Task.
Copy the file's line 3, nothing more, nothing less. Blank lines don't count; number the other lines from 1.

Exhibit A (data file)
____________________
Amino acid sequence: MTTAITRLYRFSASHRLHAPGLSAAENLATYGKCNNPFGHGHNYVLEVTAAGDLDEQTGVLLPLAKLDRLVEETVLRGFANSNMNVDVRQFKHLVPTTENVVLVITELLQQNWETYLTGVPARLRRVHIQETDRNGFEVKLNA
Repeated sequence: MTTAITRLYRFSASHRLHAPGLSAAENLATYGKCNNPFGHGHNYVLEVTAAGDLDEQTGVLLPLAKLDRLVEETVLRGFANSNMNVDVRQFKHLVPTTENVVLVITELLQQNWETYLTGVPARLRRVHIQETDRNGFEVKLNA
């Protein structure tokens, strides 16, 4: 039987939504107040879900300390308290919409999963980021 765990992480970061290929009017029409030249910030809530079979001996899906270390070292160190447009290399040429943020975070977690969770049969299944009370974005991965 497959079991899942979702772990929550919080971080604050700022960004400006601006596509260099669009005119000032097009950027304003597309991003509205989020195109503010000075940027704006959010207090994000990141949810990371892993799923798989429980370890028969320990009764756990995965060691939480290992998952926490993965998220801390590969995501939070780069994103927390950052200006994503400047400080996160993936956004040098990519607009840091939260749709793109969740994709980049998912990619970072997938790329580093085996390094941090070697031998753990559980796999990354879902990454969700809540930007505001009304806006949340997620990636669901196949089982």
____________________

């Protein structure tokens, strides 16, 4: 039987939504107040879900300390308290919409999963980021 765990992480970061290929009017029409030249910030809530079979001996899906270390070292160190447009290399040429943020975070977690969770049969299944009370974005991965 497959079991899942979702772990929550919080971080604050700022960004400006601006596509260099669009005119000032097009950027304003597309991003509205989020195109503010000075940027704006959010207090994000990141949810990371892993799923798989429980370890028969320990009764756990995965060691939480290992998952926490993965998220801390590969995501939070780069994103927390950052200006994503400047400080996160993936956004040098990519607009840091939260749709793109969740994709980049998912990619970072997938790329580093085996390094941090070697031998753990559980796999990354879902990454969700809540930007505001009304806006949340997620990636669901196949089982």